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Related articles

LiveWithoutLovingMoney

What Did the Early Church Say About Economic Justice?

(Thanks to Plough publishing for sharing this).

St. Augustine, John Chrysostom, and Basil the Great

 

In an age when Christianity is comfortably entwined with consumer capitalism, the early Christians’ passion for social and economic justice can come as a shock. From the first days of Christianity, the duty to care for the poor and marginalized was at the center of the gospel. Jesus preached a way of life free of possessions, the first church in Jerusalem abolished private property, and the early apostles warned of privilege and wealth.

Remarkably, three centuries later – when Christianity was well on its way to becoming the official religion of the Roman Empire – the church’s version of economics remained as communitarian as ever. Church fathers such as Basil the Great, John Chrysostom, and Augustine of Hippo preached in a way that…

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Filed under Activism and Peace Work, Crimes & Atrocities, Economical affairs, Political affairs, Re-Blogs and Great Blogs, Religious affairs, World affairs

10 responses to “Are Christianity and Capitalism Compatible?

  1. Thanks for the link back to my post.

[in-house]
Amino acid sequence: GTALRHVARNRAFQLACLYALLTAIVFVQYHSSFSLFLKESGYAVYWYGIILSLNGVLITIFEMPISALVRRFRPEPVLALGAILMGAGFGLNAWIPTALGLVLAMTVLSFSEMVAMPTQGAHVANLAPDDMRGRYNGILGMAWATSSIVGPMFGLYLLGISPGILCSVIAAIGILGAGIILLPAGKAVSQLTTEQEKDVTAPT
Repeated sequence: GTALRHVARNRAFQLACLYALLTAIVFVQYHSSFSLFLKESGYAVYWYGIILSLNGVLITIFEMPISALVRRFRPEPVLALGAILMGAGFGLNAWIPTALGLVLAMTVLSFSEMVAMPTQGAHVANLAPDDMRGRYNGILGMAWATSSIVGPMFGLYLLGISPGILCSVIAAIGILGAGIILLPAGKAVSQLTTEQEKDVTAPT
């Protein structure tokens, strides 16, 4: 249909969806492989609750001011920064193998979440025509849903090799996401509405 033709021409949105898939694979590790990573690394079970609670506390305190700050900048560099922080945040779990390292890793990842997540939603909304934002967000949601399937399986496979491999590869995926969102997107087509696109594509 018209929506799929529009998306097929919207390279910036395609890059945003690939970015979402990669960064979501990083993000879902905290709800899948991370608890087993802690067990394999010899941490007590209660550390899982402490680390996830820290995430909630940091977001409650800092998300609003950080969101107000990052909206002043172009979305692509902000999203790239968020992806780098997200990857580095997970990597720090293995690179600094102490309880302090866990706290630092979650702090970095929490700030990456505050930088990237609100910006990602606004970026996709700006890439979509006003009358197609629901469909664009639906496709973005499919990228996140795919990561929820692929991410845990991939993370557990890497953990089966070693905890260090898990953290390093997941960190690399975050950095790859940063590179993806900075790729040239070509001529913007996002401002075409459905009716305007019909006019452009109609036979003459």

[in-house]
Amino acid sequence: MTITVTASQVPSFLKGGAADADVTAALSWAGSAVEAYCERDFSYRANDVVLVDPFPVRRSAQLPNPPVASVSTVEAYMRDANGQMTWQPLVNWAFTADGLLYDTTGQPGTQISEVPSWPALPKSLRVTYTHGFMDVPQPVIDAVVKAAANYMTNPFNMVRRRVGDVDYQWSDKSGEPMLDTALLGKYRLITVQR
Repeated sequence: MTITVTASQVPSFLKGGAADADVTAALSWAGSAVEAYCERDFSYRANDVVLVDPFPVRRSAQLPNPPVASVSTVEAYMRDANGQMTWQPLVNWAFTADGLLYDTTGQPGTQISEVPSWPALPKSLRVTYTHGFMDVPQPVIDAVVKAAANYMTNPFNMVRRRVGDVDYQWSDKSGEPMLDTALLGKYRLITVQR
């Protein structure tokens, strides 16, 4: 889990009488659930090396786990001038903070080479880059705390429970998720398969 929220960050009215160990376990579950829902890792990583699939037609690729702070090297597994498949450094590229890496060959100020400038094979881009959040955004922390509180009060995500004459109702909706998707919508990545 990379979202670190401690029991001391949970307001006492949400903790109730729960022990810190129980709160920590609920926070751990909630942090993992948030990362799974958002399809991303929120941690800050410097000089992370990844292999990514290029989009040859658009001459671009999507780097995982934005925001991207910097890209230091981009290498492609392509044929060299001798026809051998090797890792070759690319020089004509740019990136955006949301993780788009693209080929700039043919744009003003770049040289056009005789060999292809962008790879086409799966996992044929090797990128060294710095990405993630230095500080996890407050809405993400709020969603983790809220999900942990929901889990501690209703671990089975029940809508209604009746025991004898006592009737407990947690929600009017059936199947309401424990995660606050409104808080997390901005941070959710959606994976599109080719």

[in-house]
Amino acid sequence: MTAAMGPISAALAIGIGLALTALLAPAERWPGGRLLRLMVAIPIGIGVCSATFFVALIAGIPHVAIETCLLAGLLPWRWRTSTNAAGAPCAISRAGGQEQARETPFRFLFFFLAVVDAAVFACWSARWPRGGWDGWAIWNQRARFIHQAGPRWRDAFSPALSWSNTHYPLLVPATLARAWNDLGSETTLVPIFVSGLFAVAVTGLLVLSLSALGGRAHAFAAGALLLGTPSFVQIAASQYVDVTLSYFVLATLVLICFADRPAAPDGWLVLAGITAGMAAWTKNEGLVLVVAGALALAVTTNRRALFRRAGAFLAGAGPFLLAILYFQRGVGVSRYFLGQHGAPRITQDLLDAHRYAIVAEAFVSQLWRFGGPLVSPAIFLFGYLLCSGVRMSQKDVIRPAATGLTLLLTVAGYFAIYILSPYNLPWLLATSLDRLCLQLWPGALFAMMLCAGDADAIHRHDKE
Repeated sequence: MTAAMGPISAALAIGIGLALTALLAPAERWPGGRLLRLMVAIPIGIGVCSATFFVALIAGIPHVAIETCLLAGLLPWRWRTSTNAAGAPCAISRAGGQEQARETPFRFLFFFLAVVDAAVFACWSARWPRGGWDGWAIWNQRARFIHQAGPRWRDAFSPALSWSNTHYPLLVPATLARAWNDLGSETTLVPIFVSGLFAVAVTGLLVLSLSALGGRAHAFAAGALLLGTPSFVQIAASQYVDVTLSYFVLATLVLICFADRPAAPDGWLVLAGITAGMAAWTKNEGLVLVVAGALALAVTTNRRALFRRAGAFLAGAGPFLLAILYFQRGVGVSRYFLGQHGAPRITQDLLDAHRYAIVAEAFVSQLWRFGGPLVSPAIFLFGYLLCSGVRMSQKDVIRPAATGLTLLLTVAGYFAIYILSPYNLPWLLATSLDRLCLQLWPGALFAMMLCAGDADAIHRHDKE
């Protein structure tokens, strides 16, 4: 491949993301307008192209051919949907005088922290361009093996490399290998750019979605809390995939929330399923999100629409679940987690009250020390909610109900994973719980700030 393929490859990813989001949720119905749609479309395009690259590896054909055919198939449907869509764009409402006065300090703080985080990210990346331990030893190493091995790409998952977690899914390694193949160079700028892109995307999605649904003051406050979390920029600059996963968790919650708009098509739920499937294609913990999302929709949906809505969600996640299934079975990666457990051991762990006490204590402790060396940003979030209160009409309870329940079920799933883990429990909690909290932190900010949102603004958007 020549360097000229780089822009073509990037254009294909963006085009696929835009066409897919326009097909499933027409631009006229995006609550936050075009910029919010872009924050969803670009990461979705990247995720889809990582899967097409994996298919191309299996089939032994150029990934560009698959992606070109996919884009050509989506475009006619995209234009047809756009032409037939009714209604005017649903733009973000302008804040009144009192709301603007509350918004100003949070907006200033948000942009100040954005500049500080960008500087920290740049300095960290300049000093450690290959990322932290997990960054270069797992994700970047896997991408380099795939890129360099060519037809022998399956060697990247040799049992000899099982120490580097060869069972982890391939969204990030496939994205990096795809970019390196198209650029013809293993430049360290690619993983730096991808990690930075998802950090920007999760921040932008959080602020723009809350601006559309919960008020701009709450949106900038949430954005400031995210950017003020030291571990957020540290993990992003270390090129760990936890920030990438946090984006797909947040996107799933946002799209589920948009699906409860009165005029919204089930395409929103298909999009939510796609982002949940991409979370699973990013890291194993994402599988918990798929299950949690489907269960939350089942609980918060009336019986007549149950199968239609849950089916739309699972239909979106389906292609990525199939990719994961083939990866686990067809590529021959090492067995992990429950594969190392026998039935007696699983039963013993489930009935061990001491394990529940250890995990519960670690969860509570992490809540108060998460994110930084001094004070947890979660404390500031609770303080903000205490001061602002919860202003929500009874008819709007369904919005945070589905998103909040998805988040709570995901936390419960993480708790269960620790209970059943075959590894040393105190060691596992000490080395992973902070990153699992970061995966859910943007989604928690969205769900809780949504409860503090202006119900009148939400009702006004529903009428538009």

A comment on the history of economics (see Nasar’s “The Grand Pursuit”), motivated primarily by the principle that just as we should not hold Christ responsible for all the terrible things done in his name, so we should not hold Adam Smith responsible for all the things done in his name.
    At the beginning of the 19th century, economic thought was dominated by Malthus. The “dismal science” held that there was no escape from widespread poverty, because the growth of systems of production appeared incapable of keeping pace with population growth at the subsistence level. This meant that, no matter how freely owners distributed profits to the workers, population would continue to grow until poverty imposed a constraint on lifespan. This justified much of conservative thought of the era, which held that sustaining the institutions of the state in the face of ravenous poverty was essential, lest the entire body of humanity be reduced to barbarism
    Capitalism found a way out of this dilemma, essentially by supplementing the productive capacity of individual workers with machinery. The upshot was that, while wages per piece produced fell (as decried by Marx), the cost of goods fell even faster. This instituted an era of enormous growth in the global standard of living and average life span.